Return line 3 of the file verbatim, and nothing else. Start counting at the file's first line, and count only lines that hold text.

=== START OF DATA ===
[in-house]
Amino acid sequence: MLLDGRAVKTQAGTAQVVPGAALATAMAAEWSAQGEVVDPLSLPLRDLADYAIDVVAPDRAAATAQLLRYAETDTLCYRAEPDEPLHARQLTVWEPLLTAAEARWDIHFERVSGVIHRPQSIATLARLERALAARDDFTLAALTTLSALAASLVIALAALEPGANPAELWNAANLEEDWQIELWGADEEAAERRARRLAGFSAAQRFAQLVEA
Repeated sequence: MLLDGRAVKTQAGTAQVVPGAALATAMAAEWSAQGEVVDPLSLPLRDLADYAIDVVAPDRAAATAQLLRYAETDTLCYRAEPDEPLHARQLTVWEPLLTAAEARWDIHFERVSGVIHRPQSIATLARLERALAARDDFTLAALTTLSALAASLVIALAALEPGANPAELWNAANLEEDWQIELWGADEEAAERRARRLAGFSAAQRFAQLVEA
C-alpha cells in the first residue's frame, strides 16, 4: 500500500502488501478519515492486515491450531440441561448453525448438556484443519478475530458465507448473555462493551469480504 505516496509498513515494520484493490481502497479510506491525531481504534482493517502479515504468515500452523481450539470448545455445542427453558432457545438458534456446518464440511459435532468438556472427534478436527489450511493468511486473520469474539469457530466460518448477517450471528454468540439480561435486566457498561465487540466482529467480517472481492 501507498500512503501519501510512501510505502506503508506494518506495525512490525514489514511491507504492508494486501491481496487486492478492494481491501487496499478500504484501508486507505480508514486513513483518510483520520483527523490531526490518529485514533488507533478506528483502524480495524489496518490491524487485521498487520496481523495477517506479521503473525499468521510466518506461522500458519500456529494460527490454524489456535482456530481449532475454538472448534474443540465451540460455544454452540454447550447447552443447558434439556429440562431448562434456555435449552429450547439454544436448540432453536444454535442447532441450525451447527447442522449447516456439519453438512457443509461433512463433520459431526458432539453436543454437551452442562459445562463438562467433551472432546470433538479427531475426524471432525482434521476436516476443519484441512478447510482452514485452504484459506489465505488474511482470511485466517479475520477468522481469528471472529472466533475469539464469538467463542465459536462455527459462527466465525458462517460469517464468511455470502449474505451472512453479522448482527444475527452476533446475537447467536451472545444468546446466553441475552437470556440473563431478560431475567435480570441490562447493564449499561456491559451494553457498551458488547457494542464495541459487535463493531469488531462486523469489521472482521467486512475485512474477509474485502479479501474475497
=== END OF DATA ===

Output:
Repeated sequence: MLLDGRAVKTQAGTAQVVPGAALATAMAAEWSAQGEVVDPLSLPLRDLADYAIDVVAPDRAAATAQLLRYAETDTLCYRAEPDEPLHARQLTVWEPLLTAAEARWDIHFERVSGVIHRPQSIATLARLERALAARDDFTLAALTTLSALAASLVIALAALEPGANPAELWNAANLEEDWQIELWGADEEAAERRARRLAGFSAAQRFAQLVEA